Shepherd v. Martin
OPINION AND ORDER dismissing Petition for Writ of Habeas Corpus. ***Civil Case Terminated. Signed by Judge Robert L Miller Jr on 9/20/06. (ksc)
Shepherd v. Martin
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UNITED STATES DISTRICT COURT NORTHERN DISTRICT OF INDIANA SOUTH BEND DIVISION TERRY SHEPHERD, Petitioner v. WALTER E. MARTIN, ) ) ) ) ) ) ) ) ) )
CAUSE NO. 3:06-CV-562 RM
OPINION AND ORDER Terry Shepherd, a pro se prisoner, filed a petition seeking relief under 28 U.S.C. §2254. If it plainly appears from the petition and any attached exhibits that the petitioner is not entitled to relief in the district court, the judge must dismiss the petition and direct the clerk to notify the petitioner. Rule 4 of the Rules Governing Section 2254 Cases in the United States District Courts. Mr. Shepherd states that he was convicted of murder in the St. Joseph Superior Court on October 17, 1987. He states that the Indiana Supreme Court denied his direct appeal. That published opinion indicates that this occurred on December 18, 1989. Shepherd v. Indiana, 547 N.E. 2d 839 (Ind. 1989). He doesn't say when he filed a post conviction relief petition, but says the St. Joseph Superior Court denied his petition on April 20, 1998. He further states that he did not appeal that ruling to the Indiana Supreme Court. Finally, he says that years after he was incarcerated, he obtained newly discovered evidence from his medical packet which had been previously withheld. With that evidence
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he sought, but was denied, leave to file a second PCR by the Indiana Supreme Court. Habeas Corpus petitions are subject to a one year statute of limitations. (1) A 1-year period of limitation shall apply to an application for a writ of habeas corpus by a person in custody pursuant to the judgment of a State court. The limitation period shall run from the latest of-(A) the date on which the judgment became final by the conclusion of direct review or the expiration of the time for seeking such review; (B) the date on which the impediment to filing an application created by State action in violation of the Constitution or laws of the United States is removed, if the applicant was prevented from filing by such State action; (C) the date on which the constitutional right asserted was initially recognized by the Supreme Court, if the right has been newly recognized by the Supreme Court and made retroactively applicable to cases on collateral review; or (D) the date on which the factual predicate of the claim or claims presented could have been discovered through the exercise of due diligence. (2) The time during which a properly filed application for State post-conviction or other collateral review with respect to the pertinent judgment or claim is pending shall not be counted toward any period of limitation under this subsection. 28 U.S.C. § 2244(d). Though Mr. Shepherd argues that he has found newly discovered evidence, his legal argument is not dependent on the evidence he found. Mr. Shepherd argues that the trial court erred in not following the recommendations of the psychiatrists that he be given a CT Scan or an MRI. This is not newly discovered. He has known since before his trial in 1987 that the trial court did not order further testing. This argument was available to him when he took his direct appeal. Though a subsequently performed MRI revealed old abnormalities, the results of that test are not the legal basis for the alleged error. Because he has known since 1987 that the trial court did not order further testing, his current legal argument is not based on newly discovered evidence. Therefore Mr. Shepherd's limitation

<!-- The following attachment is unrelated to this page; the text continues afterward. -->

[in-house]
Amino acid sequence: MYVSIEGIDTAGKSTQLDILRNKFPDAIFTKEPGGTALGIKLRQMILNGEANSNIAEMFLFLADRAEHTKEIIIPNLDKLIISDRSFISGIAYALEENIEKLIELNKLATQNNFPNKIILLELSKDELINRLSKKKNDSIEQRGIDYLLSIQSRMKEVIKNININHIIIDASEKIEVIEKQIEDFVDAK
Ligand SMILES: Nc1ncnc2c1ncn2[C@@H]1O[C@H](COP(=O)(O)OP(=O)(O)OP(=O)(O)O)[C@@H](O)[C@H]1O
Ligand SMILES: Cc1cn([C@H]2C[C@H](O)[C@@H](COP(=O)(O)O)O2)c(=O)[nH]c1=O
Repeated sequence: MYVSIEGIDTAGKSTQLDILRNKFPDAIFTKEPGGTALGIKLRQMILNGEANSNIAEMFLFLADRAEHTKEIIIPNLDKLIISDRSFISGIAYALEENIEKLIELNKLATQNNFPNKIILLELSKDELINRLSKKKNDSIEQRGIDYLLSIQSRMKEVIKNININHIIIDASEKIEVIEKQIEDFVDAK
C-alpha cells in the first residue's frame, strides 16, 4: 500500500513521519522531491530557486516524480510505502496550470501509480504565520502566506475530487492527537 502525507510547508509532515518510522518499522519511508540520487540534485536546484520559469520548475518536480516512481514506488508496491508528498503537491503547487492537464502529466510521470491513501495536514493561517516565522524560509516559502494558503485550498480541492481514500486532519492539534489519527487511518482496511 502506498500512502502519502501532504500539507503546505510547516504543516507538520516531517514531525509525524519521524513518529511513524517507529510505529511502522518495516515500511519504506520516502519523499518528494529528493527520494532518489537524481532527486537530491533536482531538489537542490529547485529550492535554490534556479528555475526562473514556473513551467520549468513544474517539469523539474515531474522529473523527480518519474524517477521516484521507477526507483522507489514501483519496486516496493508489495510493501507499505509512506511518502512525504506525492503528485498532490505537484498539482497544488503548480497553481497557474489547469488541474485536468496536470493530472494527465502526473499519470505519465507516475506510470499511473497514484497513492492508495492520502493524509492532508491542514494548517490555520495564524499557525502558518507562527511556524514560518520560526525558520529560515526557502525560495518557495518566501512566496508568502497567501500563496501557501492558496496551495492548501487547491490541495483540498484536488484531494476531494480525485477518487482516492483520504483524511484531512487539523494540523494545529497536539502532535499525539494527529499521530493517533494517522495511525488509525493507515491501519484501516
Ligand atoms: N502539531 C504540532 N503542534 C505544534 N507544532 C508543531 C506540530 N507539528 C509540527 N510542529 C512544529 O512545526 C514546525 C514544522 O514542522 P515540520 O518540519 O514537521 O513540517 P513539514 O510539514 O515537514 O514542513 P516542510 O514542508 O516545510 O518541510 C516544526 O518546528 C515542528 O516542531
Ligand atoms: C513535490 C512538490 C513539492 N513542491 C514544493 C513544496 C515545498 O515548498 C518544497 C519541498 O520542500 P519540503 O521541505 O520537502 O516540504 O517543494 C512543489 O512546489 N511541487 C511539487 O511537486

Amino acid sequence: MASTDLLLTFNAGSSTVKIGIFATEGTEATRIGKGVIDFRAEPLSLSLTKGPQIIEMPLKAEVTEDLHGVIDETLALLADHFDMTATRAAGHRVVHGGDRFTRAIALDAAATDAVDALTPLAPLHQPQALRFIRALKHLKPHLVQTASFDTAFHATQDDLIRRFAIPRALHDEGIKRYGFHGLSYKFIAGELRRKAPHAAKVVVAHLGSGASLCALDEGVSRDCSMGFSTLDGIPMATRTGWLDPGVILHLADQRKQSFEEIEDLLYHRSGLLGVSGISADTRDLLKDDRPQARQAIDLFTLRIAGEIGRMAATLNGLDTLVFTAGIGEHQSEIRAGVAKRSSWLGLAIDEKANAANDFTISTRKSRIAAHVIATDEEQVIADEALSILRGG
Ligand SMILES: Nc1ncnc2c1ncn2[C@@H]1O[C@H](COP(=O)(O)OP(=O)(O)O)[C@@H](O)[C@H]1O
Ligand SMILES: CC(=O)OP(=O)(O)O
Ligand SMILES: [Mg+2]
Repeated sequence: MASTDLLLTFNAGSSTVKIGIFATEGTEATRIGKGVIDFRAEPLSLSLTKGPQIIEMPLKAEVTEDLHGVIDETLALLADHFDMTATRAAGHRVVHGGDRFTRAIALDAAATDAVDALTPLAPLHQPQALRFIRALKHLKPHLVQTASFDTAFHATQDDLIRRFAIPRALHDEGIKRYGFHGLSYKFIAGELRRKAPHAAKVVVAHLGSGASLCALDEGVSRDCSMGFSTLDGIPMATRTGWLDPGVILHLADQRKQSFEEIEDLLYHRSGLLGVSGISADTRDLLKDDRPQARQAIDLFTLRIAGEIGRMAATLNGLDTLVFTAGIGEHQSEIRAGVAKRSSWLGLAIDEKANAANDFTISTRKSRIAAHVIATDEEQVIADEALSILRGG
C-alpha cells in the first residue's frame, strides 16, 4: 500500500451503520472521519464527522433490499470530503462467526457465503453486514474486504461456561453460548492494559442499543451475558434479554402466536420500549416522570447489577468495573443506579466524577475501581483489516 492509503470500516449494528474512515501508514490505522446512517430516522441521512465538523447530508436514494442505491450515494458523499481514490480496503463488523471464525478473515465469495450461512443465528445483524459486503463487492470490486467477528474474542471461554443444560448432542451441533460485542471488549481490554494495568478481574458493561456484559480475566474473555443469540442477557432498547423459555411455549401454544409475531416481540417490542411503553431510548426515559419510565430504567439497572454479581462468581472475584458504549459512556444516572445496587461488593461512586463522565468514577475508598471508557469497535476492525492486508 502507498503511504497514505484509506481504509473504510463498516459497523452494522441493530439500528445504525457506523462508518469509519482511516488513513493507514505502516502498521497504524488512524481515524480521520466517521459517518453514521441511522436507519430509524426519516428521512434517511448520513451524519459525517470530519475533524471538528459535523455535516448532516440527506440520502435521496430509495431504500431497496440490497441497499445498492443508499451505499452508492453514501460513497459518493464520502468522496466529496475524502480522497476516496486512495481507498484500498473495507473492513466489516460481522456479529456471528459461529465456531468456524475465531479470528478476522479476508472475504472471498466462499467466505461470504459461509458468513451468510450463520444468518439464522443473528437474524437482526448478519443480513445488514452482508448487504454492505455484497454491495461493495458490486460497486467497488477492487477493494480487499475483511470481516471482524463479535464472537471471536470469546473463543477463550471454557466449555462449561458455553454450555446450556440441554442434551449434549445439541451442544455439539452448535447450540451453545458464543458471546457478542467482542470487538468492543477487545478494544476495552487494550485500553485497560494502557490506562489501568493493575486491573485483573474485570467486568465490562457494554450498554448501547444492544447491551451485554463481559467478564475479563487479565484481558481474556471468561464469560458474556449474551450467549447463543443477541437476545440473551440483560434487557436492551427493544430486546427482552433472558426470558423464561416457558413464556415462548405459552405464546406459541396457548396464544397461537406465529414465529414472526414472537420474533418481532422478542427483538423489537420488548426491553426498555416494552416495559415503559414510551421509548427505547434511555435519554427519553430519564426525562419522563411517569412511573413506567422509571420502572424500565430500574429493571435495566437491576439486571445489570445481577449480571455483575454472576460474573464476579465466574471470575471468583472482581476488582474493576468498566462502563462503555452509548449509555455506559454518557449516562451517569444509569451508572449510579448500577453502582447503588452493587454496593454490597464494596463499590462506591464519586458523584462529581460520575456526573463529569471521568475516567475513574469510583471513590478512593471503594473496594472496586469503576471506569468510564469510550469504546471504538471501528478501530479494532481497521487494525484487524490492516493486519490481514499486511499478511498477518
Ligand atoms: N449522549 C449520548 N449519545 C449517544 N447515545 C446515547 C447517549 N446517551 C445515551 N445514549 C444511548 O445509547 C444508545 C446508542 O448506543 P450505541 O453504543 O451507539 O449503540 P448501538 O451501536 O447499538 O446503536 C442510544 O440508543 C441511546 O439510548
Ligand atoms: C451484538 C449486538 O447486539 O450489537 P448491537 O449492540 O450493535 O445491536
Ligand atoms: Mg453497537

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period began to run at "the date on which the judgment became final by the conclusion of direct review or the expiration of the time for seeking such review " 28 U.S.C. § 2244(d)(1)(A). In this case, the statute of limitation expired no later than April 20, 1999: one year after his un-appealed post-conviction relief petition was denied by the state trial court.1 For the foregoing reasons, the habeas corpus petition is DISMISSED pursuant to Habeas Corpus Rule 4 because it is untimely. SO ORDERED. ENTERED: September 20 , 2006
/s/ Robert L. Miller, Jr. Chief Judge United State District Court
1 The records of the Indiana Clerk of the Courts indicate that Mr. Shepherd's unauthorized successive post-conviction relief petition was not filed until January 25, 2006, after the statute of limitation had already expired. Even had it been filed sooner, an unauthorized successive post-conviction relief petition is not "properly filed" under Indiana law and does not toll the one-year statute of limitations under 28 U.S.C. § 2244(d)(2). Powell v. Davis, 415 F.3d 722 (7th Cir. 2005).
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